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Sex toys for Science: Devices getting dissected at Telus World of Science Thursday

Ever wondered how they work?

Brenda Kerber is the owner of The Traveling Tickle Trunk on Whyte Ave.

Sarah Hoyles / For Metro

Brenda Kerber is the owner of The Traveling Tickle Trunk on Whyte Ave.

Dozens of sex toys are going under the knife Thursday night for the sake of science.

Telus World of Science's Dark Matters event, which tackles science from an adult perspective, will be dissecting the devices to boost understanding of how they work.

“Most of us have never seen the inside of vibrator and we know it makes us feel good but we don’t know why,” said Brenda Kerber, owner of The Traveling Tickle Trunk on Whyte Ave.

That's why Kerber has been collecting the dead sex toys from the public as well as demos at the shop.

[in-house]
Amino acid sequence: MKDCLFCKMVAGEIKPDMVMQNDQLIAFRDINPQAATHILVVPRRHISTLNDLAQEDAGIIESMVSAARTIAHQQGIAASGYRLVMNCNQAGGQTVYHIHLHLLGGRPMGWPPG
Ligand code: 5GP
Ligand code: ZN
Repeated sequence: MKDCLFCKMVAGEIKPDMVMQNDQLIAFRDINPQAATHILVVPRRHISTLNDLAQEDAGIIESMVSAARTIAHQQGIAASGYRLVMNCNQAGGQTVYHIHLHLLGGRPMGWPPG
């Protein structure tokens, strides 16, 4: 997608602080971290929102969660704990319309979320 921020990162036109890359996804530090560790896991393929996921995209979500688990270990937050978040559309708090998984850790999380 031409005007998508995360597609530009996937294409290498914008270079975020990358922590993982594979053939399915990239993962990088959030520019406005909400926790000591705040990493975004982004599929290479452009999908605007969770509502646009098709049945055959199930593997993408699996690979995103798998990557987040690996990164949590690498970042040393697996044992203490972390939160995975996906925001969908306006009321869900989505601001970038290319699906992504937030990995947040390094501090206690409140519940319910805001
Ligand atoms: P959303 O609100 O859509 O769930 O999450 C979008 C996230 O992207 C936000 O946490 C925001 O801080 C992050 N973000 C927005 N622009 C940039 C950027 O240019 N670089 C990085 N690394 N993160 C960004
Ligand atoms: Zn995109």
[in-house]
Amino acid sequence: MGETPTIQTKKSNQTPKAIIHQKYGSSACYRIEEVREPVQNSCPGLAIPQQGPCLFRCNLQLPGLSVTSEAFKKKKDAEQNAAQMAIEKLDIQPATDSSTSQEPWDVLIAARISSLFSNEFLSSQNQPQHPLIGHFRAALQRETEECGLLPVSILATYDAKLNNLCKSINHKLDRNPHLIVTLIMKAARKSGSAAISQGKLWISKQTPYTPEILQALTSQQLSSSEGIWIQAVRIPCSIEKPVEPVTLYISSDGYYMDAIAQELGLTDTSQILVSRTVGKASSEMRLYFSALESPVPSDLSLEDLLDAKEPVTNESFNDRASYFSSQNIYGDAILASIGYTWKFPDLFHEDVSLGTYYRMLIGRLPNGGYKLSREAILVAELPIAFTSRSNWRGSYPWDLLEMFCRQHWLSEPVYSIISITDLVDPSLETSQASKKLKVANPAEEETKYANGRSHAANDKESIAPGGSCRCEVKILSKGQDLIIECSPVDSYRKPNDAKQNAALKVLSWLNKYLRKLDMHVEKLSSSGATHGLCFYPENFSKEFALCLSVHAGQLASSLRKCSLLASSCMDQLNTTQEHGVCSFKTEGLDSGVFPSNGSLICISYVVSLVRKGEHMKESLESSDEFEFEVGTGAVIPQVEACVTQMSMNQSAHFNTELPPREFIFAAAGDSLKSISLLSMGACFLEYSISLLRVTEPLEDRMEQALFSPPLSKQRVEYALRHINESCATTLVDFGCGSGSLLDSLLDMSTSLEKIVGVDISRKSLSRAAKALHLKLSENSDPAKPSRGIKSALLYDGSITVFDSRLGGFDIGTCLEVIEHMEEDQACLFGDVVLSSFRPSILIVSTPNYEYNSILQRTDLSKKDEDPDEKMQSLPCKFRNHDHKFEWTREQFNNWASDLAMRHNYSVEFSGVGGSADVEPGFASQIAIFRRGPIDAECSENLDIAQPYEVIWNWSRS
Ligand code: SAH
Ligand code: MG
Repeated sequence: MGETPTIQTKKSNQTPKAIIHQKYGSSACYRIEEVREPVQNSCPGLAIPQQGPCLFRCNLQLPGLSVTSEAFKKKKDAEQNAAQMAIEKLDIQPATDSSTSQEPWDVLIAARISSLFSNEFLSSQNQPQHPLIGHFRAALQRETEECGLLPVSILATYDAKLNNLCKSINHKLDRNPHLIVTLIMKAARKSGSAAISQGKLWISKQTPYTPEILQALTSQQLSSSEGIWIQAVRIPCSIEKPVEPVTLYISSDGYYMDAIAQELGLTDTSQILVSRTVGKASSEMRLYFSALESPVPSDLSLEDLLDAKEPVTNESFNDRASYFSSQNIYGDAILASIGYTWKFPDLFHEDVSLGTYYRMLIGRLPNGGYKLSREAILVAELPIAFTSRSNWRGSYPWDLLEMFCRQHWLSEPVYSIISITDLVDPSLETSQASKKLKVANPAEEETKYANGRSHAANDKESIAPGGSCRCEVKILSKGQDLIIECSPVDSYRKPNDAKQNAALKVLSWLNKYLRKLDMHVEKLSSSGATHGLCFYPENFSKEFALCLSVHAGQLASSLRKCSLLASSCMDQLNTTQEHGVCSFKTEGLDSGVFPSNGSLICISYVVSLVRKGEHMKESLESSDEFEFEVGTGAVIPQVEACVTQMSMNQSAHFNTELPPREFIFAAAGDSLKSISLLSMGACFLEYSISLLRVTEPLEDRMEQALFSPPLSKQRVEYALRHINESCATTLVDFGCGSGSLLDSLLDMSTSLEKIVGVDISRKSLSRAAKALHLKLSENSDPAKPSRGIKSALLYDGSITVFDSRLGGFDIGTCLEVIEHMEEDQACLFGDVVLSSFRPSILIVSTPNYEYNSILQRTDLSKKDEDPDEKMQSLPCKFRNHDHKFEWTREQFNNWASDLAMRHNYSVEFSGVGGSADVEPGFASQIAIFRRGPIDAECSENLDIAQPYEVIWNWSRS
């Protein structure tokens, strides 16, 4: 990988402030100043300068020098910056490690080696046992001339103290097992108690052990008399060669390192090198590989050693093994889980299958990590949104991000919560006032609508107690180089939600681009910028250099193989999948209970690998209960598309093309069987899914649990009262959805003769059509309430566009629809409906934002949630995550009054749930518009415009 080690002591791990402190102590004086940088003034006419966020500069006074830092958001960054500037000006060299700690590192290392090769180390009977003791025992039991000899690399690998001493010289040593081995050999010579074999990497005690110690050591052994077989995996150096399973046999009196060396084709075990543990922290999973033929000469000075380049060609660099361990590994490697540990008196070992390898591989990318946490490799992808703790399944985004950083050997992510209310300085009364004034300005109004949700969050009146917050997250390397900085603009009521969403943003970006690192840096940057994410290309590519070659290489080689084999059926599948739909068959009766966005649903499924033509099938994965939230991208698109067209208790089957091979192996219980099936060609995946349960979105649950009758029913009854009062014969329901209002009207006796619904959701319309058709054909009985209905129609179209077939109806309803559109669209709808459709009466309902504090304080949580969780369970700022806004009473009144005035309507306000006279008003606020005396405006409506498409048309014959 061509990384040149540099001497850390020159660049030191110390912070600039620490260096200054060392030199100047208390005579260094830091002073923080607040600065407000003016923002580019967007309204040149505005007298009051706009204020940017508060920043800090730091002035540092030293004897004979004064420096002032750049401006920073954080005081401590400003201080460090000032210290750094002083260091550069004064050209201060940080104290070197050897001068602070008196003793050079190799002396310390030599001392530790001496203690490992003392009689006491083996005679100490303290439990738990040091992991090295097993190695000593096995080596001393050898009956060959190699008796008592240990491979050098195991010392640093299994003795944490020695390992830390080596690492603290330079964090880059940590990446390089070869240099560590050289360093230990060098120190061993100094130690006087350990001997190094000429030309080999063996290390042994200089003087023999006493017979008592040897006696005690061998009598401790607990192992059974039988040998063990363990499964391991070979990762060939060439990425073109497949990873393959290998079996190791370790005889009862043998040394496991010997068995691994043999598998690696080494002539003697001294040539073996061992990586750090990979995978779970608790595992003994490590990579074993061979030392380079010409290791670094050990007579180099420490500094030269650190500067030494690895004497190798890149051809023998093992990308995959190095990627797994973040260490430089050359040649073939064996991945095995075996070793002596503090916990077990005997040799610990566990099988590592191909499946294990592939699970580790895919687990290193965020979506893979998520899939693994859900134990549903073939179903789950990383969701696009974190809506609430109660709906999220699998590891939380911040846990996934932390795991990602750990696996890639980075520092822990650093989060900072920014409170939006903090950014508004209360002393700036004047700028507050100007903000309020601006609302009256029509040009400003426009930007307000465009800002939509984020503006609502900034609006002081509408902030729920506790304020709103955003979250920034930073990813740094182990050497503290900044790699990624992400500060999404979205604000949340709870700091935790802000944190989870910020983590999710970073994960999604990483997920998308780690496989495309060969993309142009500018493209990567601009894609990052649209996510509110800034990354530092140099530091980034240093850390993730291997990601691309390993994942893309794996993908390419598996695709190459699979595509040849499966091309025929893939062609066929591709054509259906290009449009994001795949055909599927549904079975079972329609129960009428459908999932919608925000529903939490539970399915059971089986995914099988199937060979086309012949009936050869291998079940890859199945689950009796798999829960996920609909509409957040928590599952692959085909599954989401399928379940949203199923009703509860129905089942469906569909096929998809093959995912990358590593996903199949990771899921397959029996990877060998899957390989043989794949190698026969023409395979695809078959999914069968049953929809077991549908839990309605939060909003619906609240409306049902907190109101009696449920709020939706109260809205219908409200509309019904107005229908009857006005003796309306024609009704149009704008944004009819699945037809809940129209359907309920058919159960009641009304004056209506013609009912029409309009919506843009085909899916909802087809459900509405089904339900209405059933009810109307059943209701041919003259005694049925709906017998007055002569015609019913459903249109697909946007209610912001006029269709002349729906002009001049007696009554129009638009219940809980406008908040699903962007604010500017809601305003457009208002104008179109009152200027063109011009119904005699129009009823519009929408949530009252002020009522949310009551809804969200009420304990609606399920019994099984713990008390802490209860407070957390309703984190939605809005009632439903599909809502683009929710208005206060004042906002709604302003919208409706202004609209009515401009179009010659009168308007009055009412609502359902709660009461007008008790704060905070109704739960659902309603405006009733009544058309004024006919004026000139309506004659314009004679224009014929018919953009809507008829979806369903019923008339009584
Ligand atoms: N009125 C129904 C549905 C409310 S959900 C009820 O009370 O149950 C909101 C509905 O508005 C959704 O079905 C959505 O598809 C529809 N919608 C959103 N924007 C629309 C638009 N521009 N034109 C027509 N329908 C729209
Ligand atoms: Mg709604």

Although a science centre may seem like an unusual place to discuss human sexuality, Kerber feels it’s perfect.

“Places that are usually friendly, open public access, and a place where you go to learn,” explained Kerber. “It’s a brilliant way to help people who are interested but maybe a little bit hesitant or a little fearful. It makes it a safer environment for them.”

Participants will be able to work directly with the sanitized sex toys, and dismantle them themselves, said Kerber. “We don’t just dissect a vibrator and people watch and hear about it, they get to do it themselves. You get your hands on things.”

This sex-positive event on Dec 7 will also include a presentation by internationally-renowned palaeontologist, Dr. Phil Currie on dinosaur romance, and a history of the vibrator with Dr. Lynne Honey. It will also include interactive displays on what safe and unsafe materials are used in the manufacturing of sex toys, the make-up of lubricants, and even exploding some condoms.

“We have a mission to further positive, non-judgmental inclusive sex education,” said Kerber. “We want to help people explore, appreciate and celebrate their sexuality.”

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